Russia’s refusal to support U.N. action against Syria is contributing to the sectarian civil war they claim to be eager to avoid, U.S. Secretary of State Hillary Clinton said today. .
“The Russians keep telling us they want to do everything to avoid a civil war, because they believe that the violence would be catastrophic,” she said. “They often in their conversations with me liken it to the equivalent of a very large Lebanese war and they are vociferous in their claim that they are providing a stabilizing influence.
“I reject that. I think that they are in fact propping up the regime at a time when we should be working on a political transition.”
The Kremlin’s stance puts geo-political strategic concerns well ahead of humanitarian considerations, says Masha Lipman, a political analyst with the Carnegie Center in Moscow. “Russia has taken a firm stand that it would not be allowed to use the U.N. Security Council for regime change, for toppling a national leader. This is Russia’s firm stance that this is not what the U.N. Security Council is for,” Lipman said.
Russian President Vladimir Putin’s virulent anti-Americanism – he reportedly said today that he will never again set foot on U.S. soil – is also driving policy on Syria.
“Russia has made it very clear that it will not come on board with Western countries, especially given the physical stage in U.S.-Russia relations,” said Lipman. “This stand will remain firm.”
One has been to stoke sectarian tension by provoking fears among Syria’s many minorities of a backlash by extremists within the Sunni majority. Yet, despite occasional revenge attacks on Alawites and the spread of radical jihadism among some Sunnis, Syrian society has so far remained fairly cohesive. Alawite settlements that could be vulnerable have not been attacked, and the opposition has tried to maintain the rhetoric of inclusion.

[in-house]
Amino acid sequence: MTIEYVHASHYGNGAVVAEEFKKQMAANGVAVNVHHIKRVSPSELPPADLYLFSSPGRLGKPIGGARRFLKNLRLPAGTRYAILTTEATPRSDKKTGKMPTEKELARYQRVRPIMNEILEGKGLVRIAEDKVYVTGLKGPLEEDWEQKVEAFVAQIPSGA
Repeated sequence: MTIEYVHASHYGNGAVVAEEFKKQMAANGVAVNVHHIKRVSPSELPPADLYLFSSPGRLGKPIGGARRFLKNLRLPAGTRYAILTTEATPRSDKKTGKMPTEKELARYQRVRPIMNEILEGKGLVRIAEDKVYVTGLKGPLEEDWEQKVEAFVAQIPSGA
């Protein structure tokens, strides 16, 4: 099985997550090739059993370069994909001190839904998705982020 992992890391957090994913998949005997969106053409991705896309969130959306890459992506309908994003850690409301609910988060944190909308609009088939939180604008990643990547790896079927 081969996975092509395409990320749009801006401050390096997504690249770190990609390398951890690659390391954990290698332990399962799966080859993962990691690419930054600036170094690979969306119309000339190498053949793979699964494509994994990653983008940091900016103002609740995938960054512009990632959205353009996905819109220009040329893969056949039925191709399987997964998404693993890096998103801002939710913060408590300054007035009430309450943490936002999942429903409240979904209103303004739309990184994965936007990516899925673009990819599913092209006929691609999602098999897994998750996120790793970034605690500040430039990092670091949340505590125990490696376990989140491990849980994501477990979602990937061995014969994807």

The other tactic, ramping up violence to provoke an armed response that would undermine the opposition’s claim to be peaceful, has similarly reached the limit of its effectiveness. The rebels’ resort to arms did at first alienate many Syrians who wanted the uprising to stay wholly peaceful, but the violence has reached a scale where the state can impose its will only by being even more brutal.
“Events like Houla are not signs of strength but of weakness,” says an analyst. “It just makes clear that the regime has run out of other options.”
The Obama administration has reportedly sought to engage Moscow on preparing a Yemeni scenario, under which Assad and his clique will gradually cede power in an internationally-supervised transition process along the lines of the Gulf Cooperation Council-brokered deal in the impoverished Gulf state.
“The big question today is to implement the Libyan or Yemeni scenario in Syria,” the head of a Damascus-based think tank told GlobalPost, requesting anonymity to speak without fear of reprisal.
“The United Sates will discuss the Yemeni scenario with Russia to implement it in Syria, but if Russia refused then the Libyan scenario is coming for sure.”
International military intervention remains unlikely and the opposition lacks the military capacity to challenge the regime’s troops and irregular militia.
“The Syrian opposition is not going to be in a position to take and hold ground against the Syrian armed forces. What they can do is stage raids, provocations,” said James Dobbins, head of international and security policy for the Rand Corp.
Syria is presenting President Barack Obama with arguably the greatest foreign policy dilemma of his administration, Philip Gourevitch writes in The New Yorker.
“As a rule, Obama has avoided any rigid foreign-policy doctrine, preferring to indicate broad principles and then respond to crises case by case,” he says.